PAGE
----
Cloudflare and Facebook propose a new mechanism to get legacy validated certificates. These certificates should only be issued to site operators that will use a technology to separate users based on their TLS handshake and only show the SHA1 certificate to those that use an older browser. Facebook already published the code to do that, Cloudflare also announced that they will release the code of their implementation. Right now it's still possible to get SHA1 certificates, therefore those companies could just register them now and use them for three years to come. Asking for this legacy validation process indicates that Cloudflare and Facebook don't see this as a short-term workaround, instead they seem to expect that this will be a solution they use for years to come, without any decided end date.
It's a tough question whether or not this is a good idea. But I want to ask a different question: Why do we have this problem in the first place, why is it hard to fix and what can we do to prevent similar things from happening in the future? One thing is remarkable about this problem: It's a software problem. In theory software can be patched and the solution to a software problem is to update the software. So why can't we just provide updates and get rid of these legacy problems?
Windows XP and Android Froyo
According to Cloudflare there are two main reason why so many users can't use sites with SHA256 certificates: Windows XP and old versions of Android (SHA256 support was added in Android 2.3, so this affects mostly Android 2.2 aka Froyo). We all know that Windows XP shouldn't be used any more, that its support has ended in 2014. But that clearly clashes with realities. People continue using old systems and Windows XP is still alive in many countries, especially in China.
But I'm inclined to say that Windows XP is probably the smaller problem here. With Service Pack 3 Windows XP introduced support for SHA256 certificates. By using an alternative browser (Firefox is still supported on Windows XP if you install SP3) it is even possible to have a relatively safe browsing experience. I'm not saying that I recommend it, but given the circumstances advising people how to update their machines and to install an alternative browser can party provide a way to reduce the reliance on broken algorithms.
The Updatability Gap
But the problem with Android is much, much worse, and I think this brings us to probably the biggest problem in IT security we have today. For years one of the most important messages to users in IT security was: Keep your software up to date. But at the same time the industry has created new software ecosystems where very often that just isn't an option.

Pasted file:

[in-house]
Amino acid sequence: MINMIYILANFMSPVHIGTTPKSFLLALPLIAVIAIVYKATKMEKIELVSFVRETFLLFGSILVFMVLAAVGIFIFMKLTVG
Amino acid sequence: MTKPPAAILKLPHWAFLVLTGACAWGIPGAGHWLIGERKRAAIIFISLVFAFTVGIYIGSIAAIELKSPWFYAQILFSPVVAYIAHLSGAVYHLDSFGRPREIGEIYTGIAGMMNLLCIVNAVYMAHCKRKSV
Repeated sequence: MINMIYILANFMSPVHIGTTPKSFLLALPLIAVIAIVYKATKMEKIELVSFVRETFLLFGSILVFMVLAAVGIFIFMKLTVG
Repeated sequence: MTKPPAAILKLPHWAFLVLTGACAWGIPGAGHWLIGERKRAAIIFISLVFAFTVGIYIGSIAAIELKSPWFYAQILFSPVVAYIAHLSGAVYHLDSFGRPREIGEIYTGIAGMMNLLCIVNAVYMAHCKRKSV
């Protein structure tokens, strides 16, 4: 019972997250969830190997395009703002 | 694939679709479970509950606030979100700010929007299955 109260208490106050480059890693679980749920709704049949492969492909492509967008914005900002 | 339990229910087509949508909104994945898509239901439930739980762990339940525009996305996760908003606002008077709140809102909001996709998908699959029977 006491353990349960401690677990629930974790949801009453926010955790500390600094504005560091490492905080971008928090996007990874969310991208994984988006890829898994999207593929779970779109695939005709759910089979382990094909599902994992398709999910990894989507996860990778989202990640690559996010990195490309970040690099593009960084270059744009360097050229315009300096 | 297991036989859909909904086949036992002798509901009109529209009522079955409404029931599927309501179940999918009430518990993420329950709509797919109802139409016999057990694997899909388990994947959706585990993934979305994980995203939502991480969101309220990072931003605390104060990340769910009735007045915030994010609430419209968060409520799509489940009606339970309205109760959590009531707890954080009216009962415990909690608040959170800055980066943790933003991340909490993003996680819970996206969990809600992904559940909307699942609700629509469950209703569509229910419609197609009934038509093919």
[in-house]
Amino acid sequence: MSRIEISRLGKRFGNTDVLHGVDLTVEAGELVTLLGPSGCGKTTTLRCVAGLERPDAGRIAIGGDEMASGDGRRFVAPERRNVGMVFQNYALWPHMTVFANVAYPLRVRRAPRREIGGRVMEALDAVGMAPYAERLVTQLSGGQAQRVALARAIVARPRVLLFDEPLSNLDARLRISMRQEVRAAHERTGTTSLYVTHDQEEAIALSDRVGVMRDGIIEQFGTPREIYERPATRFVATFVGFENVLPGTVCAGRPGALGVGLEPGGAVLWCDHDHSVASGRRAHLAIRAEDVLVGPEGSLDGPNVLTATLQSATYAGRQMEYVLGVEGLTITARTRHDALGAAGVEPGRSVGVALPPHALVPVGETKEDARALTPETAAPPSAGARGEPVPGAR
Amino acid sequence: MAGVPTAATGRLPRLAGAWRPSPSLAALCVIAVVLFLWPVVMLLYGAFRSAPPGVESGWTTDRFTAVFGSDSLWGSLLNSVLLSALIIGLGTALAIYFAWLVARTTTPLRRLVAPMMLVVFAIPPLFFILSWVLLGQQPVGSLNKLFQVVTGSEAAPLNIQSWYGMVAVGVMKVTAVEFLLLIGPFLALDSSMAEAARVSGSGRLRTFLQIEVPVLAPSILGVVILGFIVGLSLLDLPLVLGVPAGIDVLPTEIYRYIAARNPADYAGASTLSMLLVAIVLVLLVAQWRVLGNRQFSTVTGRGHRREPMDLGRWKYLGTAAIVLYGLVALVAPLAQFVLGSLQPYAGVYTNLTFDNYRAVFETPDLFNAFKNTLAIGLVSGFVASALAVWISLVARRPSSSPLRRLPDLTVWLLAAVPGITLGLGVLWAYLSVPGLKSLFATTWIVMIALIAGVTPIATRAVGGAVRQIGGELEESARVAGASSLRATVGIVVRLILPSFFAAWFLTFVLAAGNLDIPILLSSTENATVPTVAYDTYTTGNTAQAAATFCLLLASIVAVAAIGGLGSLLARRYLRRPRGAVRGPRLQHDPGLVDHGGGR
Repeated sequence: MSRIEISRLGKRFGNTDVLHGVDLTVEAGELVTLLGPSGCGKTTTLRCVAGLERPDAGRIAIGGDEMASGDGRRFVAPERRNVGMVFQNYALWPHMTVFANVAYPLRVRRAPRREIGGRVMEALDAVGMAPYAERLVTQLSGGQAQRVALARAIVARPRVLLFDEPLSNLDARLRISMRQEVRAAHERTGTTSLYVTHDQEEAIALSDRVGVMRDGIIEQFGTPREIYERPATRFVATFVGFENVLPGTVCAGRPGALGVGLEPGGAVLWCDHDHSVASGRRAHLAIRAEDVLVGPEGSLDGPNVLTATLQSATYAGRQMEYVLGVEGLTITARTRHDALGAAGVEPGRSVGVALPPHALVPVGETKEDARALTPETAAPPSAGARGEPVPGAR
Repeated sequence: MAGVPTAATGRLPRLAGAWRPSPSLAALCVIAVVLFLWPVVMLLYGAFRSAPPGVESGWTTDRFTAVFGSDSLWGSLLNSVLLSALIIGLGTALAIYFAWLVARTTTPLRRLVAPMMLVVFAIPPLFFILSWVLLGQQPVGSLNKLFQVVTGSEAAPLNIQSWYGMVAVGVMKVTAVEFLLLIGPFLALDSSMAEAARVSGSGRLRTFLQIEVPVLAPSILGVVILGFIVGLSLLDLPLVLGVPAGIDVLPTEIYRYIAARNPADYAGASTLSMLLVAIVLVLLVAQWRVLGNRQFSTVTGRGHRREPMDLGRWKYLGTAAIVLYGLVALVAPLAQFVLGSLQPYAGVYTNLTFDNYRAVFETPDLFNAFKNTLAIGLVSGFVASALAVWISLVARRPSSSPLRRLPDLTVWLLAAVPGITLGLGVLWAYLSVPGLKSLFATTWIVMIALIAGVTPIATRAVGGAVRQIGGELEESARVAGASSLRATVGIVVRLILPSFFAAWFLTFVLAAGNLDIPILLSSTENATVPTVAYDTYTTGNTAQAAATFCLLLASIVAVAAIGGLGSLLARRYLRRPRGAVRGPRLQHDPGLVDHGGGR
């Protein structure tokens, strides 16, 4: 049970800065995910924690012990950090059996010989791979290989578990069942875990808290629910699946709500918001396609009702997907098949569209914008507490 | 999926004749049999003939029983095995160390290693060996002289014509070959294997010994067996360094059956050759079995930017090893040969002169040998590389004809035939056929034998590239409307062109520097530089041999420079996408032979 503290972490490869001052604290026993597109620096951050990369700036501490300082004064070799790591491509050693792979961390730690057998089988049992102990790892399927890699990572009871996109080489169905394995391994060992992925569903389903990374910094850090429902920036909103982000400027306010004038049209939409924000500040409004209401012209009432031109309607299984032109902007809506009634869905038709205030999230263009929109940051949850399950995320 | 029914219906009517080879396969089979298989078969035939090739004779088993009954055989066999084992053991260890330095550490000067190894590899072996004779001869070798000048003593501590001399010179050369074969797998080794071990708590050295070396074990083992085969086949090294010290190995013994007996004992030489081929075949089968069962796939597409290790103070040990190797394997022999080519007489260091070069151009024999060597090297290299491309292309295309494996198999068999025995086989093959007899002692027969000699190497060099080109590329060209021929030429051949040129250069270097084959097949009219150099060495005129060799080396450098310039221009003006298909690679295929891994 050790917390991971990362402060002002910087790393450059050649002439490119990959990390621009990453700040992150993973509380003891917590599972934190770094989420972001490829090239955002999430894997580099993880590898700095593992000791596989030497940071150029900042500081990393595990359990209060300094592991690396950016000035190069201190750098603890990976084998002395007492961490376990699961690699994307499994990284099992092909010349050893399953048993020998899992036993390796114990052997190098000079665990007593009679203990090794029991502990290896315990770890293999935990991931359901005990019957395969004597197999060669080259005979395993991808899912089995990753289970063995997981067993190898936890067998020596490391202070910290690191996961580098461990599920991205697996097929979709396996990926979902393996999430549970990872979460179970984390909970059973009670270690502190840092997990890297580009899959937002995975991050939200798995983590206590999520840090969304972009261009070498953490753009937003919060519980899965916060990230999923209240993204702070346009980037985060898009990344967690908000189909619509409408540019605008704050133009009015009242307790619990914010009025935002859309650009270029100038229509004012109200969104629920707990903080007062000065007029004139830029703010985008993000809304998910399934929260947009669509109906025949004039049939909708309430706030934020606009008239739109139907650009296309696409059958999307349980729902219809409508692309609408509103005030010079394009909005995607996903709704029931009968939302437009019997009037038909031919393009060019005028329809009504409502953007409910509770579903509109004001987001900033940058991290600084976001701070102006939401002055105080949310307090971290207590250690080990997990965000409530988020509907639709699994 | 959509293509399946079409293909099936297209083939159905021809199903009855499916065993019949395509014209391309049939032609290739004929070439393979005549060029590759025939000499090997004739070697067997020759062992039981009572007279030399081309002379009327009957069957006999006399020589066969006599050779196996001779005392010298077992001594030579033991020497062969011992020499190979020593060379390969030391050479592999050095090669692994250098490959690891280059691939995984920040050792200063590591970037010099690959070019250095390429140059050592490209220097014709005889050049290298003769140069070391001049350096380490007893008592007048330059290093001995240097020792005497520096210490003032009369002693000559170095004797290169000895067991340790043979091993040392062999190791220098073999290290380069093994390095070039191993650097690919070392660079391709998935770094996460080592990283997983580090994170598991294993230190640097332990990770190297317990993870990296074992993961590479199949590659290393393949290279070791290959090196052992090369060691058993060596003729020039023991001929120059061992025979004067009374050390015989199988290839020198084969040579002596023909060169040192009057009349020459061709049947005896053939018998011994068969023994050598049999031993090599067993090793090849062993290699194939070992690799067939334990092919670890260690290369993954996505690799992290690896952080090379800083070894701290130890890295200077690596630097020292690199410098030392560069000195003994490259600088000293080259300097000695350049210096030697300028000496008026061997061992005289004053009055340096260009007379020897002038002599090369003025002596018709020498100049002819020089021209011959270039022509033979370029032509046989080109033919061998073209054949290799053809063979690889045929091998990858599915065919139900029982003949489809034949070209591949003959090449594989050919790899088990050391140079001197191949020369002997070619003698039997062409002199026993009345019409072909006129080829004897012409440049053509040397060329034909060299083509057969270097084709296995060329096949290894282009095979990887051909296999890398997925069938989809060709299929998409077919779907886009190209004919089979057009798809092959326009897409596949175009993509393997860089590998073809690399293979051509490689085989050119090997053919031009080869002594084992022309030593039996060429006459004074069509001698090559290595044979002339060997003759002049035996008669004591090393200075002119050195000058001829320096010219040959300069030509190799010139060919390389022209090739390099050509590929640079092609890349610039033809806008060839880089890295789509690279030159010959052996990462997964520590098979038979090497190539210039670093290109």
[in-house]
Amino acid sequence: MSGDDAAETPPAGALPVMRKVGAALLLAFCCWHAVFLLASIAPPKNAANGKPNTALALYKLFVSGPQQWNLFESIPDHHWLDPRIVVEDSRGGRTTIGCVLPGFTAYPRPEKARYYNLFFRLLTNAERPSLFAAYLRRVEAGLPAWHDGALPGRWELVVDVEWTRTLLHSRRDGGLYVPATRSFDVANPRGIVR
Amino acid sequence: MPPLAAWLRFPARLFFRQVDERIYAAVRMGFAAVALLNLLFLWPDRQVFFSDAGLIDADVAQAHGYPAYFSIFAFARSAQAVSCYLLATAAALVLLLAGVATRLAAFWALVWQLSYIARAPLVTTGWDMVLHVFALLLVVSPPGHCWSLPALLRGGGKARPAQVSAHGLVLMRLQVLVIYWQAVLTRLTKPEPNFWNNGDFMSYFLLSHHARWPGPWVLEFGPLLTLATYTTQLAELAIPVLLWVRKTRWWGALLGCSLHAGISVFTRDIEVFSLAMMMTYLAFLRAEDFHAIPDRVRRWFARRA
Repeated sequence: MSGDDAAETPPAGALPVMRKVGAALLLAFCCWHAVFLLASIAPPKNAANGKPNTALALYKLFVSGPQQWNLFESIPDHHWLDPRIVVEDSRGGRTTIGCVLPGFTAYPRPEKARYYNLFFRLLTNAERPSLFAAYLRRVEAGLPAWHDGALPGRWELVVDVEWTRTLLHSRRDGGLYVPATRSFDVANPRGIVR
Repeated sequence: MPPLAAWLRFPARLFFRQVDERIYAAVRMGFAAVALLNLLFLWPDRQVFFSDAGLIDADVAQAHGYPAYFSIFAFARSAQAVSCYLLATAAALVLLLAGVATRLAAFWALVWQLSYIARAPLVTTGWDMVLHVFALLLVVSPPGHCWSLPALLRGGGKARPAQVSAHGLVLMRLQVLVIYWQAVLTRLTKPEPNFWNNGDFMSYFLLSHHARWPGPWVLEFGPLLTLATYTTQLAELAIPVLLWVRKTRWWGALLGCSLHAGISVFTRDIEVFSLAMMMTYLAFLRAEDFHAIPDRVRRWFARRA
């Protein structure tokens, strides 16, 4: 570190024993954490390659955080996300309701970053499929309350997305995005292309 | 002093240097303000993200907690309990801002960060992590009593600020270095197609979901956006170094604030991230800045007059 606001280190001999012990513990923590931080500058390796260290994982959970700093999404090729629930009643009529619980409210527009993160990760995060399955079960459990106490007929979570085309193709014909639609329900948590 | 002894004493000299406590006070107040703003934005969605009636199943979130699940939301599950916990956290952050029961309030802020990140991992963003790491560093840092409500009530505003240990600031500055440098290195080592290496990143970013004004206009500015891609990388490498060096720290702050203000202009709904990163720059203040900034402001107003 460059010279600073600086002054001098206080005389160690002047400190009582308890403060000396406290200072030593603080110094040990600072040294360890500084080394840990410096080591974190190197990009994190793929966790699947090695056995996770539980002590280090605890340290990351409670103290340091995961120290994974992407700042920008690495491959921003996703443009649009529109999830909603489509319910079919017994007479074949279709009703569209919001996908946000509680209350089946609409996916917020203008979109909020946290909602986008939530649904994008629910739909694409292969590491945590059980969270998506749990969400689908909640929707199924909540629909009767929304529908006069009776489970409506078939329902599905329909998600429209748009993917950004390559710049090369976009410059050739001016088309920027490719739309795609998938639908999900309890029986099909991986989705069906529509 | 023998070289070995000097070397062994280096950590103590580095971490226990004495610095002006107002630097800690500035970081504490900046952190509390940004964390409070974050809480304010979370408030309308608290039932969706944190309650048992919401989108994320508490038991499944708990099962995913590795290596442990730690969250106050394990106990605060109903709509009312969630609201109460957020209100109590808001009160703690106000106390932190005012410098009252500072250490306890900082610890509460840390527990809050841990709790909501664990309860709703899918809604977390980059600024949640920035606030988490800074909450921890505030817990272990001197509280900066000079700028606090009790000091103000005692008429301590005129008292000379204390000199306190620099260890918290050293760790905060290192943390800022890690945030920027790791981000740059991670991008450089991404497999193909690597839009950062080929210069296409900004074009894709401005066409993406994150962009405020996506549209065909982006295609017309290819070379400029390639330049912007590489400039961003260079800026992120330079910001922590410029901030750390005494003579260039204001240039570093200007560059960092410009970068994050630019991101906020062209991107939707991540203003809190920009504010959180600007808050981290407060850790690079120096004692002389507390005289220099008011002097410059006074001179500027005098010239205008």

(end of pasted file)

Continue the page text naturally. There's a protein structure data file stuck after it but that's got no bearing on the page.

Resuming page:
In the Android case Google says that it's the responsibility of device vendors and carriers to deliver security updates. The dismal reality is that in most cases they just don't do that. But even if device vendors are willing to provide updates it usually only happens for a very short time frame. Google only supports the latest two Android major versions. For them Android 2.2 is ancient history, but for a significant portion of users it is still the operating system they use.
What we have here is a huge gap between the time frame devices get security updates and the time frame users use these devices. And pretty much everything tells us that the vendors in the Internet of Things ignore these problems even more and the updatability gap will become larger. Many became accustomed to the idea that phones get only used for a year, but it's hard to imagine how that's going to work for a fridge. What's worse: Whether you look at phones or other devices, they often actively try to prevent users from replacing the software on their own.
This is a hard problem to tackle, but it's probably the biggest problem IT security is facing in the upcoming years. We need to get a working concept for updates – a concept that matches the real world use of devices.
Substandard TLS implementations
But there's another part of the SHA1 deprecation story. As I wrote above since 2005 it was clear that SHA1 needs to go away. That was three years before Android was even published. But in 2010 Android still wasn't capable of supporting SHA256 certificates. Google has to take a large part of the blame here. While these days they are at the forefront of deploying high quality and up to date TLS stacks, they shipped a substandard and outdated TLS implementation in Android 2. (Another problem is that all Android 2 versions don't support Server Name Indication, a technology that allows to use different certificates for different hosts on one IP address.)
This is not the first such problem we are facing. With the POODLE vulnerability it became clear that the old SSL version 3 is broken beyond repair and it's impossible to use it safely. The only option was to deprecate it. However doing so was painful, because a lot of devices out there didn't support better protocols. The successor protocol TLS 1.0 (SSL/TLS versions are confusing, I know) was released in 1999. But the problem wasn't that people were using devices older than 1999. The problem was that many vendors shipped devices and software that only supported SSLv3 in recent years.
One example was Windows Phone 7. In 2011 this was the operating system on Microsoft's and Nokia's flagship product, the Lumia 800. Its mail client is unable to connect to servers not supporting SSLv3. It is just inexcusable that in 2011 Microsoft shipped a product which only supported a protocol that was deprecated 12 years earlier. It's even more inexcusable that they refused to fix it later, because it only came to light when Windows Phone 7 was already out of support.
The takeaway from this is that sloppiness from the past can bite you many years later. And this is what we're seeing with Android 2.2 now.